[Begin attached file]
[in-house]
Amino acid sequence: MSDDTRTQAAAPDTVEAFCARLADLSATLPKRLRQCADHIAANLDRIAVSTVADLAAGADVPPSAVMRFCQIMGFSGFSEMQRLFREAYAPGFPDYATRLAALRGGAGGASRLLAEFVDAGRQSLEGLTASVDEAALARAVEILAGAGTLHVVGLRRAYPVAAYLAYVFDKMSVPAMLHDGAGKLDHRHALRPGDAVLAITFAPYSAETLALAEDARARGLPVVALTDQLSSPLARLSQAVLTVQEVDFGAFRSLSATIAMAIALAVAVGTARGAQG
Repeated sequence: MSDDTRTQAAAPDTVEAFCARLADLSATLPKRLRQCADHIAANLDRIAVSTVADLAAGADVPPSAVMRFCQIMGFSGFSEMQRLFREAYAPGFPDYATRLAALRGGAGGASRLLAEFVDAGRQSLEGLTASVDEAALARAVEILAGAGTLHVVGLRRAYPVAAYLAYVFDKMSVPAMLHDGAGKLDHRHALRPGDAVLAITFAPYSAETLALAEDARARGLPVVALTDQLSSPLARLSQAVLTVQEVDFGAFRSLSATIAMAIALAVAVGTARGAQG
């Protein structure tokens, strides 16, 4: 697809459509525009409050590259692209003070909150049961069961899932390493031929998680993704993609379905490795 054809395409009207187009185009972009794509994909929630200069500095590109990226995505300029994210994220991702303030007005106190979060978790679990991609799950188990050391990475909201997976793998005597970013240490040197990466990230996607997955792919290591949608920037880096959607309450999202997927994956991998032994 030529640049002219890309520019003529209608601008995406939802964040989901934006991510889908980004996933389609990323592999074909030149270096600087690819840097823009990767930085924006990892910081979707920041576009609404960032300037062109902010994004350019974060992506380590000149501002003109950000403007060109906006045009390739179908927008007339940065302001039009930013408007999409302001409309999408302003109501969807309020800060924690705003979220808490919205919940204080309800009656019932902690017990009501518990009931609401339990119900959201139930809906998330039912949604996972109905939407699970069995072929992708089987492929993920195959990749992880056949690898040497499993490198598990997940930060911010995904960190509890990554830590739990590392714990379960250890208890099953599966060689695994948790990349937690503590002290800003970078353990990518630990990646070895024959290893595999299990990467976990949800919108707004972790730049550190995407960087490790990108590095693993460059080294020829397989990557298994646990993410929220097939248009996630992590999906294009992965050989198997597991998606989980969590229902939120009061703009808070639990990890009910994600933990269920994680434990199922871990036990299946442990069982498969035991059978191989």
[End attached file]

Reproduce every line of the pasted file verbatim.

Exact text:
[in-house]
Amino acid sequence: MSDDTRTQAAAPDTVEAFCARLADLSATLPKRLRQCADHIAANLDRIAVSTVADLAAGADVPPSAVMRFCQIMGFSGFSEMQRLFREAYAPGFPDYATRLAALRGGAGGASRLLAEFVDAGRQSLEGLTASVDEAALARAVEILAGAGTLHVVGLRRAYPVAAYLAYVFDKMSVPAMLHDGAGKLDHRHALRPGDAVLAITFAPYSAETLALAEDARARGLPVVALTDQLSSPLARLSQAVLTVQEVDFGAFRSLSATIAMAIALAVAVGTARGAQG
Repeated sequence: MSDDTRTQAAAPDTVEAFCARLADLSATLPKRLRQCADHIAANLDRIAVSTVADLAAGADVPPSAVMRFCQIMGFSGFSEMQRLFREAYAPGFPDYATRLAALRGGAGGASRLLAEFVDAGRQSLEGLTASVDEAALARAVEILAGAGTLHVVGLRRAYPVAAYLAYVFDKMSVPAMLHDGAGKLDHRHALRPGDAVLAITFAPYSAETLALAEDARARGLPVVALTDQLSSPLARLSQAVLTVQEVDFGAFRSLSATIAMAIALAVAVGTARGAQG
């Protein structure tokens, strides 16, 4: 697809459509525009409050590259692209003070909150049961069961899932390493031929998680993704993609379905490795 054809395409009207187009185009972009794509994909929630200069500095590109990226995505300029994210994220991702303030007005106190979060978790679990991609799950188990050391990475909201997976793998005597970013240490040197990466990230996607997955792919290591949608920037880096959607309450999202997927994956991998032994 030529640049002219890309520019003529209608601008995406939802964040989901934006991510889908980004996933389609990323592999074909030149270096600087690819840097823009990767930085924006990892910081979707920041576009609404960032300037062109902010994004350019974060992506380590000149501002003109950000403007060109906006045009390739179908927008007339940065302001039009930013408007999409302001409309999408302003109501969807309020800060924690705003979220808490919205919940204080309800009656019932902690017990009501518990009931609401339990119900959201139930809906998330039912949604996972109905939407699970069995072929992708089987492929993920195959990749992880056949690898040497499993490198598990997940930060911010995904960190509890990554830590739990590392714990379960250890208890099953599966060689695994948790990349937690503590002290800003970078353990990518630990990646070895024959290893595999299990990467976990949800919108707004972790730049550190995407960087490790990108590095693993460059080294020829397989990557298994646990993410929220097939248009996630992590999906294009992965050989198997597991998606989980969590229902939120009061703009808070639990990890009910994600933990269920994680434990199922871990036990299946442990069982498969035991059978191989």